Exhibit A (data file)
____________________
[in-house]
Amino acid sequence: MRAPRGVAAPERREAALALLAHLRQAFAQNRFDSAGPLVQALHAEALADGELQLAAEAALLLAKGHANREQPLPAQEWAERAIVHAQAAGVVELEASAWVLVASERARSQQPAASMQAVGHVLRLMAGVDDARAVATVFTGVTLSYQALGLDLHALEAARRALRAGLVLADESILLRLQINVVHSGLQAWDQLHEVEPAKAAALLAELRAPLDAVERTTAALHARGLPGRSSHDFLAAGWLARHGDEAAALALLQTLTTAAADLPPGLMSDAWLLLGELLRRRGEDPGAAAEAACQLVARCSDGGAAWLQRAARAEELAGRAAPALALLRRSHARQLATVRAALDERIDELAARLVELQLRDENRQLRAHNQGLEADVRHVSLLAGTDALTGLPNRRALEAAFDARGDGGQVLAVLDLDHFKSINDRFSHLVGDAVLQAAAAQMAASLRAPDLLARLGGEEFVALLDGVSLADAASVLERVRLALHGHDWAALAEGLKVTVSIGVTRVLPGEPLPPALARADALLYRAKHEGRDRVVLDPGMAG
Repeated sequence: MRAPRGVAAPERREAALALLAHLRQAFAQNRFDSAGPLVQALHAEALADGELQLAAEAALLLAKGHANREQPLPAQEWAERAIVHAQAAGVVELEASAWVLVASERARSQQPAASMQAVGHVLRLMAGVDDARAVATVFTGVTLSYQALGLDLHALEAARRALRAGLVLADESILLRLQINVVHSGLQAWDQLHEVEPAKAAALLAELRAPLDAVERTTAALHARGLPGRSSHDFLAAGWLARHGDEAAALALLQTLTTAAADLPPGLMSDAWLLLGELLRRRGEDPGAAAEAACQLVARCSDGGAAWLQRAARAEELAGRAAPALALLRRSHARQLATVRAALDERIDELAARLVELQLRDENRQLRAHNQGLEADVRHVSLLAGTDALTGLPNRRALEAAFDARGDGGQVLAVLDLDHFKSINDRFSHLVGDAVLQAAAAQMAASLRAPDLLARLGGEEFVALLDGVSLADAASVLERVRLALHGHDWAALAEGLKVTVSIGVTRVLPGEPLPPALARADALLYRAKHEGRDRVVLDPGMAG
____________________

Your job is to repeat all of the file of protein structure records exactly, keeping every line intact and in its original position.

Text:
[in-house]
Amino acid sequence: MRAPRGVAAPERREAALALLAHLRQAFAQNRFDSAGPLVQALHAEALADGELQLAAEAALLLAKGHANREQPLPAQEWAERAIVHAQAAGVVELEASAWVLVASERARSQQPAASMQAVGHVLRLMAGVDDARAVATVFTGVTLSYQALGLDLHALEAARRALRAGLVLADESILLRLQINVVHSGLQAWDQLHEVEPAKAAALLAELRAPLDAVERTTAALHARGLPGRSSHDFLAAGWLARHGDEAAALALLQTLTTAAADLPPGLMSDAWLLLGELLRRRGEDPGAAAEAACQLVARCSDGGAAWLQRAARAEELAGRAAPALALLRRSHARQLATVRAALDERIDELAARLVELQLRDENRQLRAHNQGLEADVRHVSLLAGTDALTGLPNRRALEAAFDARGDGGQVLAVLDLDHFKSINDRFSHLVGDAVLQAAAAQMAASLRAPDLLARLGGEEFVALLDGVSLADAASVLERVRLALHGHDWAALAEGLKVTVSIGVTRVLPGEPLPPALARADALLYRAKHEGRDRVVLDPGMAG
Repeated sequence: MRAPRGVAAPERREAALALLAHLRQAFAQNRFDSAGPLVQALHAEALADGELQLAAEAALLLAKGHANREQPLPAQEWAERAIVHAQAAGVVELEASAWVLVASERARSQQPAASMQAVGHVLRLMAGVDDARAVATVFTGVTLSYQALGLDLHALEAARRALRAGLVLADESILLRLQINVVHSGLQAWDQLHEVEPAKAAALLAELRAPLDAVERTTAALHARGLPGRSSHDFLAAGWLARHGDEAAALALLQTLTTAAADLPPGLMSDAWLLLGELLRRRGEDPGAAAEAACQLVARCSDGGAAWLQRAARAEELAGRAAPALALLRRSHARQLATVRAALDERIDELAARLVELQLRDENRQLRAHNQGLEADVRHVSLLAGTDALTGLPNRRALEAAFDARGDGGQVLAVLDLDHFKSINDRFSHLVGDAVLQAAAAQMAASLRAPDLLARLGGEEFVALLDGVSLADAASVLERVRLALHGHDWAALAEGLKVTVSIGVTRVLPGEPLPPALARADALLYRAKHEGRDRVVLDPGMAG